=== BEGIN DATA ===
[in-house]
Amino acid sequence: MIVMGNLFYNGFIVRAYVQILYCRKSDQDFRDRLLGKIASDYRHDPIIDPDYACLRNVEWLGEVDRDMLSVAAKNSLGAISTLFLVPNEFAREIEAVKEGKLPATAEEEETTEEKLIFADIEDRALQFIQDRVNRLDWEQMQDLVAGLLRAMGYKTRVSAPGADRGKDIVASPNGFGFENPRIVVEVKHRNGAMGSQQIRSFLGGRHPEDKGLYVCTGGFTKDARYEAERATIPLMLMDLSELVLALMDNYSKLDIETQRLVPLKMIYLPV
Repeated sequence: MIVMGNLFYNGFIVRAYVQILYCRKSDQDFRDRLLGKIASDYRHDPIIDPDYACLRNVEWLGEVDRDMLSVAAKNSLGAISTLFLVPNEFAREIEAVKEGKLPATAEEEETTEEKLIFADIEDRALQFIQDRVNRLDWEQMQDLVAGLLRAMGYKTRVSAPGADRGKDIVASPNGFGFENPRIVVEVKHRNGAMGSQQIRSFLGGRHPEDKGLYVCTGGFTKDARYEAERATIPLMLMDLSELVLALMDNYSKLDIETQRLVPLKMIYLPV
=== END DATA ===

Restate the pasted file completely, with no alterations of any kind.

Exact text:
[in-house]
Amino acid sequence: MIVMGNLFYNGFIVRAYVQILYCRKSDQDFRDRLLGKIASDYRHDPIIDPDYACLRNVEWLGEVDRDMLSVAAKNSLGAISTLFLVPNEFAREIEAVKEGKLPATAEEEETTEEKLIFADIEDRALQFIQDRVNRLDWEQMQDLVAGLLRAMGYKTRVSAPGADRGKDIVASPNGFGFENPRIVVEVKHRNGAMGSQQIRSFLGGRHPEDKGLYVCTGGFTKDARYEAERATIPLMLMDLSELVLALMDNYSKLDIETQRLVPLKMIYLPV
Repeated sequence: MIVMGNLFYNGFIVRAYVQILYCRKSDQDFRDRLLGKIASDYRHDPIIDPDYACLRNVEWLGEVDRDMLSVAAKNSLGAISTLFLVPNEFAREIEAVKEGKLPATAEEEETTEEKLIFADIEDRALQFIQDRVNRLDWEQMQDLVAGLLRAMGYKTRVSAPGADRGKDIVASPNGFGFENPRIVVEVKHRNGAMGSQQIRSFLGGRHPEDKGLYVCTGGFTKDARYEAERATIPLMLMDLSELVLALMDNYSKLDIETQRLVPLKMIYLPV